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  The Mill Henry van Dyke

How the Mill was in Danger and the Delay Endured

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In the morning Martimor lay late and thought large thoughts of his quest, and whither it might lead him, and to what honour it should bring him. As he dreamed thus, suddenly he heard in the hall below a trampling of feet and a shouting, with the voice of Lirette crying and shrieking. With that he sprang out of his bed, and caught up his sword and dagger, leaping lightly and fiercely down the stair.

There he saw three foul churls, whereof two strove with the miller, beating him with great clubs, while the third would master the Maid and drag her away to do her shame, but she fought shrewdly. Then Martimor rushed upon the churls, shouting for joy, and there was a great medley of breaking chairs and tables and cursing and smiting, and with his sword he gave horrible strokes.

One of the knaves that fought with the miller, he smote upon the shoulder and clave him to the navel. And at the other he foined fiercely so that the point of the sword went through his back and stuck fast in the wall. But the third knave, that was the biggest and the blackest, and strove to bear away the Maid, left bold of her, and leaped upon Martimor and caught him by the middle and crushed him so that his ribs cracked.

Thus they weltered and wrung together, and now one of them was above and now the other; and ever as they wallowed Martimor smote him with his dagger, but there came forth no blood, only water.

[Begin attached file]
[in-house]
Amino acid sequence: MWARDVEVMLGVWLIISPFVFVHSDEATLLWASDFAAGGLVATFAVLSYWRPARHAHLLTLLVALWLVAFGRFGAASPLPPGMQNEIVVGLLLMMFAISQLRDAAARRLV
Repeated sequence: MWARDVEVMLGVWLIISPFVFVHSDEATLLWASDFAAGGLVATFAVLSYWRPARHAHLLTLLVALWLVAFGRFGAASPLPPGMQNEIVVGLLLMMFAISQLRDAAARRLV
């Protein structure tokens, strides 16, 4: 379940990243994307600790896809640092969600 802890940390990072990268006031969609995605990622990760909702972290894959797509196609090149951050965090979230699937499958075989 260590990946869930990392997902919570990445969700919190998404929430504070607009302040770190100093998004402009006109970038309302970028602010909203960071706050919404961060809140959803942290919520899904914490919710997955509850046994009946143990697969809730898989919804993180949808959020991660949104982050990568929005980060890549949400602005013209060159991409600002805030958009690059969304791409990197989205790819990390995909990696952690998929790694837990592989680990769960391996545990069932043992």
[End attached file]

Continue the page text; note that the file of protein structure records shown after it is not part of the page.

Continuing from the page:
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Then the black churl broke away from him and ran out at the door of the mill, and Martimor after. So they ran through the garden to the river, and there the churl sprang into the water, and swept away raging and foaming. And as he went he shouted, "Yet will I put thee to the worse, and mar the Mill, and have the Maid!"'

Then Martimor cried, "Never while I live shalt thou mar the Mill or have the Maid, thou foul, black, misbegotten churl!" So he returned to the Mill, and there the damsel Lirette made him to understand that these three churls were long time enemies of the Mill, and sought ever to destroy it and to do despite to her and her father. One of them was Ignis, and another was Ventus, and these were the twain that he had smitten. But the third, that fled down the river (and he was ever the fiercest and the most outrageous), his name was Flumen, for he dwelt in the caves of the stream, and was the master of it before the Mill was built.

"And now," wept the Maid, "he must have had his will with me and with the Mill, but for God's mercy, thanked be our Lord Jesus!"

"Thank me too," said Mlartimor.

"So I do," said Lirette, and she kissed him. "Yet am I heavy at heart and fearful, for my father is sorely mishandled and his arm is broken, so that he cannot tend the Mill nor guard it. And Flumen is escaped; surely he will harm us again. Now I know not, where I shall look for help."

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The Blue Flower
Henry van Dyke

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